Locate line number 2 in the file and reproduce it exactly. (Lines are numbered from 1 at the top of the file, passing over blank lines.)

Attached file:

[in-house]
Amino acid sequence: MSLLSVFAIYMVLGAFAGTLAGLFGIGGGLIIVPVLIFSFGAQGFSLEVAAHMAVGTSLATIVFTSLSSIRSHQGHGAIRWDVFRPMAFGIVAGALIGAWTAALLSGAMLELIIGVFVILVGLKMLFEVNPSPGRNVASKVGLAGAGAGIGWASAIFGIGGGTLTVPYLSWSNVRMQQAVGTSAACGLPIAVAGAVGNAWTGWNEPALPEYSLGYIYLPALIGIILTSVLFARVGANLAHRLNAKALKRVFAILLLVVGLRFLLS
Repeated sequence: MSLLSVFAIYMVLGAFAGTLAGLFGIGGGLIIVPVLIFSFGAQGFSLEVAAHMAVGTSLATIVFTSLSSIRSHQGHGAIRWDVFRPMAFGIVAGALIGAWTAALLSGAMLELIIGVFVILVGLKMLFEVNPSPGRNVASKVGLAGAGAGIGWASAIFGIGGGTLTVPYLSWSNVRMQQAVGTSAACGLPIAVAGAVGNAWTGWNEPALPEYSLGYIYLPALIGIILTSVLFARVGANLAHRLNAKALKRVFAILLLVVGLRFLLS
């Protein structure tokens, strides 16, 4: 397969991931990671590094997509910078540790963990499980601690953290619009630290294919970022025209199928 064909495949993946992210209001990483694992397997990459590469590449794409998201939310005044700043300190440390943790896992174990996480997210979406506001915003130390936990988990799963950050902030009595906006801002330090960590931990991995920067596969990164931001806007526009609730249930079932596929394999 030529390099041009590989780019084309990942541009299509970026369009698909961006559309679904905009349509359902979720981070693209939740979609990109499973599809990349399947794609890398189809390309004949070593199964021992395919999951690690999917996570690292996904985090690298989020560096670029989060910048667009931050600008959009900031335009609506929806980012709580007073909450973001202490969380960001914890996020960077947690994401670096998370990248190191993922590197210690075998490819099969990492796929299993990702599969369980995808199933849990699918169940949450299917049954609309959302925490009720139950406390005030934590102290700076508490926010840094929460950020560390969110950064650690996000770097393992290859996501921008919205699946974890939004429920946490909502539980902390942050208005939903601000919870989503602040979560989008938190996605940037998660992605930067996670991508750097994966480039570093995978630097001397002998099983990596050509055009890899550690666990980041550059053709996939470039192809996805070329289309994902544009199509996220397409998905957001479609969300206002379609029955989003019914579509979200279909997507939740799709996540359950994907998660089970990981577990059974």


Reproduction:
Amino acid sequence: MSLLSVFAIYMVLGAFAGTLAGLFGIGGGLIIVPVLIFSFGAQGFSLEVAAHMAVGTSLATIVFTSLSSIRSHQGHGAIRWDVFRPMAFGIVAGALIGAWTAALLSGAMLELIIGVFVILVGLKMLFEVNPSPGRNVASKVGLAGAGAGIGWASAIFGIGGGTLTVPYLSWSNVRMQQAVGTSAACGLPIAVAGAVGNAWTGWNEPALPEYSLGYIYLPALIGIILTSVLFARVGANLAHRLNAKALKRVFAILLLVVGLRFLLS